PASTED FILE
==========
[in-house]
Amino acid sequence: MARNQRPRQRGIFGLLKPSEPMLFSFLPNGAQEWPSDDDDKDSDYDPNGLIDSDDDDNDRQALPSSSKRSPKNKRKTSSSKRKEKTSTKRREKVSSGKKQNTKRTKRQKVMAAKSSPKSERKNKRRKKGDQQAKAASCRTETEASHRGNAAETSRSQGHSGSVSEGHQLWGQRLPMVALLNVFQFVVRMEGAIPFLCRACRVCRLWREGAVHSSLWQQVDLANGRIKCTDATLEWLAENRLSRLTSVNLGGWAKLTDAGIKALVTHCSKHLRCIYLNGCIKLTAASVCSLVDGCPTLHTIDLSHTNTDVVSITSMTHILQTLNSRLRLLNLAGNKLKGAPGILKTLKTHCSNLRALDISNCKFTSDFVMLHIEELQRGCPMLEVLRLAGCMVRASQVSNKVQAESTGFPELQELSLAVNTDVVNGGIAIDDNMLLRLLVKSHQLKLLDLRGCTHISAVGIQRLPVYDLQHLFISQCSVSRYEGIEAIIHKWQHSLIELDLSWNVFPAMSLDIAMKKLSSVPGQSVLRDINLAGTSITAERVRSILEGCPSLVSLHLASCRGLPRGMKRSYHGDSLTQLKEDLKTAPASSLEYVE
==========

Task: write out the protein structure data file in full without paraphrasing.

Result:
[in-house]
Amino acid sequence: MARNQRPRQRGIFGLLKPSEPMLFSFLPNGAQEWPSDDDDKDSDYDPNGLIDSDDDDNDRQALPSSSKRSPKNKRKTSSSKRKEKTSTKRREKVSSGKKQNTKRTKRQKVMAAKSSPKSERKNKRRKKGDQQAKAASCRTETEASHRGNAAETSRSQGHSGSVSEGHQLWGQRLPMVALLNVFQFVVRMEGAIPFLCRACRVCRLWREGAVHSSLWQQVDLANGRIKCTDATLEWLAENRLSRLTSVNLGGWAKLTDAGIKALVTHCSKHLRCIYLNGCIKLTAASVCSLVDGCPTLHTIDLSHTNTDVVSITSMTHILQTLNSRLRLLNLAGNKLKGAPGILKTLKTHCSNLRALDISNCKFTSDFVMLHIEELQRGCPMLEVLRLAGCMVRASQVSNKVQAESTGFPELQELSLAVNTDVVNGGIAIDDNMLLRLLVKSHQLKLLDLRGCTHISAVGIQRLPVYDLQHLFISQCSVSRYEGIEAIIHKWQHSLIELDLSWNVFPAMSLDIAMKKLSSVPGQSVLRDINLAGTSITAERVRSILEGCPSLVSLHLASCRGLPRGMKRSYHGDSLTQLKEDLKTAPASSLEYVE